This item is part of Watching Washington, a regular dispatch from CBC News correspondents reporting on U.S. politics and developments that affect Canadians.
One of former U.S. president Donald Trump’s most trusted appointees, who played a pivotal role in the renegotiation of the North American Free Trade Agreement, is entering the crowded race to become governor of Kentucky.
Kelly Craft, who served as both U.S. ambassador to Canada and U.S. ambassador to the United Nations, announced Wednesday she would enter the field of candidates seeking to become the Republican gubernatorial nominee.
In a letter posted on her website, Craft said: “I am not looking for a job. I’m looking to get one done.”
“There are tough decisions being made every day around kitchen tables in Kentucky. We’re in rough times and people need help.”
Despite serving during one of the most difficult moments in the Canada-U.S. relationship, Craft was well liked by top Canadian officials during her two years in Ottawa, largely because she had Trump’s ear and was seen as having influence in the White House.
“I wish her well. She’s a good person and a great friend,” said David MacNaughton who served as Canada’s ambassador to the U.S. during the same time period.
What’s the context
Craft acted as Trump’s voice in Canada during the renegotiation of NAFTA, after the former president had threatened to tear up the free trade agreement.
After months of difficult negotiations, the U.S. first reached an agreement with Mexico in September 2018. Canada signed on a month later.
Craft is a staunch defender of Trump, standing by the former president in the wake of the Jan. 6 Capitol Hill riots, and his continued lies that the 2020 presidential election was stolen from him.
During an interview with Power & Politics during Prime Minister Justin Trudeau’s trip to Washington in November of 2021, Craft dodged questions about the impact of election fraud lies on democracy.
WATCH | Kelly Craft discusses her relationship with Donald Trump with Power & Politics last year:
At the time, she also confirmed she would back Trump if he were to run for President in 2024.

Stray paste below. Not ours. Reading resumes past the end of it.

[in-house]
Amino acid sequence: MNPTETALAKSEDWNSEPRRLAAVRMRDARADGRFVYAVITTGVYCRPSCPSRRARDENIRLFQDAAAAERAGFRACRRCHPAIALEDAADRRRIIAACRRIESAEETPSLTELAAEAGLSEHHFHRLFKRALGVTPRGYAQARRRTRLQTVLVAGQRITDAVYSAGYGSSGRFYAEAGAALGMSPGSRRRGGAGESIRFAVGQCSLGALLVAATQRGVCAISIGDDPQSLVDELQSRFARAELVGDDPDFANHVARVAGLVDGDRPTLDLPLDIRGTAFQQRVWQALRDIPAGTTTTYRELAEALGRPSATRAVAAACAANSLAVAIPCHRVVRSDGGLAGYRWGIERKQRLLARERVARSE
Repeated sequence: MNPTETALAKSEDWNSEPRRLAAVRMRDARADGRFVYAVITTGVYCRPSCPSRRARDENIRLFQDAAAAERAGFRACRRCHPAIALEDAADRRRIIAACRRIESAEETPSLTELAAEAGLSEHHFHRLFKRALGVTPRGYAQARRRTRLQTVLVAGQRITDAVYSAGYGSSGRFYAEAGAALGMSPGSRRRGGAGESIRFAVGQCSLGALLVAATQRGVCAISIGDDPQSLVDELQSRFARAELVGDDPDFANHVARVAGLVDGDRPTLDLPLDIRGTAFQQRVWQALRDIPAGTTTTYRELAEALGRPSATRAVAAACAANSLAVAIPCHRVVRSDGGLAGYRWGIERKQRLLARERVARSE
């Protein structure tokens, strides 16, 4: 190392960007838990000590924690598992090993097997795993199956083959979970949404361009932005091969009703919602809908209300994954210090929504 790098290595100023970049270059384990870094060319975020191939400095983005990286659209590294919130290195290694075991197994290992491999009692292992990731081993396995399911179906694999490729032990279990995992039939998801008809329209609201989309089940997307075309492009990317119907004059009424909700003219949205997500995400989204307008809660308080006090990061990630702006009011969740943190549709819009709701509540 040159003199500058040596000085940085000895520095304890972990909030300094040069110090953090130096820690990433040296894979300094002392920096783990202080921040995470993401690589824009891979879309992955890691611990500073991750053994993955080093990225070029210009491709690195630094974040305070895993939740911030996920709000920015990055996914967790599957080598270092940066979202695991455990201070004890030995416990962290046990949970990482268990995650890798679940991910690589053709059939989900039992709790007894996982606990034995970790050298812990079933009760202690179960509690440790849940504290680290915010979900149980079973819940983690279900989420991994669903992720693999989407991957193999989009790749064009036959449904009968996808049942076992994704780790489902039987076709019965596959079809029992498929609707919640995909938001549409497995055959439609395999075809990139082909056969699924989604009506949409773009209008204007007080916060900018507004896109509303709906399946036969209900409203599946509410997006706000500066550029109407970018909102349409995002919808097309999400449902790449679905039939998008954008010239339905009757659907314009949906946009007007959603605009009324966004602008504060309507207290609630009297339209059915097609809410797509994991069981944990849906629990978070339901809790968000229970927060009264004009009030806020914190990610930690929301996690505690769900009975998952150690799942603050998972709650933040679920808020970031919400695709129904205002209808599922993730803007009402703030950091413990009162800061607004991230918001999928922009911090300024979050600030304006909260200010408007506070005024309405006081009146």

“I am absolutely a huge fan of Donald Trump and will be supportive of whatever decisions he makes,” Craft said.
Craft, a Kentucky native, must first win the Republican nomination, in order to challenge Democratic Gov. Andy Beshear in the general election next November. The party votes are in May 2023.
While Kentucky has tilted Republican in recent years, Beshear has consistently received strong approval ratings. The state has posted records for job creation and investments during his term and has recorded its lowest-ever unemployment rates.
Beshear also has won praise for his administration’s responses to the extreme weather that’s hit the state in recent months. Historic flooding in the eastern part of Kentucky killed 39 people in August. A series of tornadoes ripped through the western part of the state last December, killing 80 people.
During her time in Ottawa, Craft said she believes in “both sides of the science,” when it comes to climate change.
“I think that both sides have their own results, from their studies, and I appreciate and I respect both sides of the science,” Craft told the CBC’s Rosemary Barton in an interview in October 2017.
WATCH | Kelly Craft discusses climate change with CBC in 2017:
Craft is married to coal magnate Joe Craft, and they are longtime Republican donors, contributing millions of dollars to the party and GOP candidates.
The Crafts have also been major donors to academic initiatives in Kentucky, and she stressed her commitment to education in her campaign rollout on Wednesday.
Other candidates in the race for the Republican nomination include state Attorney General Daniel Cameron, state Agriculture Commissioner Ryan Quarles, state auditor Mike Harmon and state Rep. Savannah Maddox.